Journal of cardiovascular development and disease, Volume 8, Issue 3, 26 4 2021 The Clinical Spectrum of Kommerell's Diverticulum in Adults with a Right-Sided Aortic Arch: A Case Series and Literature Overview. van Rosendael PJ, Stöger JL, Kiès P, Vliegen HW, Hazekamp MG, Koolbergen DR, Lamb HJ, Jongbloed MRM, Egorova AD

Background

Kommerell's diverticulum is a rare vascular anomaly characterized as an outpouch at the onset of an aberrant subclavian artery. In the variant of a right-sided aortic arch, the trachea and esophagus are enclosed dorsally by the arch. In the configuration of an aberrant left subclavian artery, a Kommerell's diverticulum and persisting ductus arteriosus or ductal ligament enclose the lateral side, forming a vascular ring which may result in (symptomatic) esophageal or tracheal compression. Spontaneous rupture of an aneurysmatic Kommerell's diverticulum has also been reported. Due to the rarity of this condition and underreporting in the literature, the clinical implications of a Kommerell's diverticulum are not well defined.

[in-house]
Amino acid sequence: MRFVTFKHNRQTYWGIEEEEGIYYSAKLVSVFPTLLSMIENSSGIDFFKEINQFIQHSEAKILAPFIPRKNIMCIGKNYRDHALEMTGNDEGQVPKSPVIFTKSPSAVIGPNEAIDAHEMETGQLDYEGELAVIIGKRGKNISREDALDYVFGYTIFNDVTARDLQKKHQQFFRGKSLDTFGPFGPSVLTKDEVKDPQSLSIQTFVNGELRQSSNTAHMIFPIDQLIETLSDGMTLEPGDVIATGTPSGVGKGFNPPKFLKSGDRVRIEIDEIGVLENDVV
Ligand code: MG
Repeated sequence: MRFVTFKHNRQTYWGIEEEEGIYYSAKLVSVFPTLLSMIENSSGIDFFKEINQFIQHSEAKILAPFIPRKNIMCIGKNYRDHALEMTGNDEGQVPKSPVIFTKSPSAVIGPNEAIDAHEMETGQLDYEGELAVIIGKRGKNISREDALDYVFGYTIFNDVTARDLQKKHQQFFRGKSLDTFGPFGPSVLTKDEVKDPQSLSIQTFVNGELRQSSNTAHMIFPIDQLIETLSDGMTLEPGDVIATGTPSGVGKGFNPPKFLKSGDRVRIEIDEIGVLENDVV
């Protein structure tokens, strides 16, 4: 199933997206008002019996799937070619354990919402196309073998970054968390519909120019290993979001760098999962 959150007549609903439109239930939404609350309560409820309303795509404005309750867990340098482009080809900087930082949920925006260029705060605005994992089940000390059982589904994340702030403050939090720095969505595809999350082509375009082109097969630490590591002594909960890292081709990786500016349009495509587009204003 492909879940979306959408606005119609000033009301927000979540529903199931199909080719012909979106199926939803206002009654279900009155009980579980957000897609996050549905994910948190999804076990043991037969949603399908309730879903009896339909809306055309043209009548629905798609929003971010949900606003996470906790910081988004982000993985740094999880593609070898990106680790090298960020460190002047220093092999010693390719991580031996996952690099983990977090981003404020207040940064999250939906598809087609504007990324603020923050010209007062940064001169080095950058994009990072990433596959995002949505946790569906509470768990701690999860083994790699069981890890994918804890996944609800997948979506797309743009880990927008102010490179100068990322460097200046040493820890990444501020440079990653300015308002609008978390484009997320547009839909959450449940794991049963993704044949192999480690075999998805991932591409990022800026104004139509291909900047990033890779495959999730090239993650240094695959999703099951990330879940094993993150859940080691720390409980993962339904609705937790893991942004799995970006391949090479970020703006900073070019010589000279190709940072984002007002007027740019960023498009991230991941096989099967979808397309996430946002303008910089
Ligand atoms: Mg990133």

Case summary

We describe seven consecutive adult patients with a right-sided aortic arch and an aberrant course of the left subclavian artery (arteria lusoria), and a Kommerell's diverticulum, diagnosed in our tertiary hospital. One patient had severe symptoms related to the Kommerell's diverticulum and underwent surgical repair. In total, two of the patients experienced mild non-limiting dyspnea complaints and in four patients the Kommerell's diverticulum was incidentally documented on a computed tomography (CT) scan acquired for a different indication. The size of the Kommerell's diverticulum ranged from 19 × 21 mm to 30 × 29 mm. In the six patients that did not undergo surgery, a strategy of periodic follow-up with structural imaging was pursued. No significant growth of the Kommerell's diverticulum was observed and none of the patients experienced an acute aortic syndrome to date.

Discussion

Kommerell's diverticulum in the setting of a right-sided aortic arch with an aberrant left subclavian artery is frequently associated with tracheal and esophageal compression and this may result in a varying range of symptoms. Guidelines on management of Kommerell's diverticulum are currently lacking. This case series and literature overview suggests that serial follow-up is warranted in adult patients with a Kommerell's diverticulum with small dimensions and no symptoms, however, that surgical intervention should be considered when patients become symptomatic or when the diameter exceeds 30 mm in the absence of symptoms.

Keywords: Right Sided Aortic Arch, Tracheal Compression, Kommerell’s Diverticulum, Arteria Lusoria, Esophageal Compression, Anomalous Left Subclavian Artery

J Cardiovasc Dev Dis. 2021 2;8(3)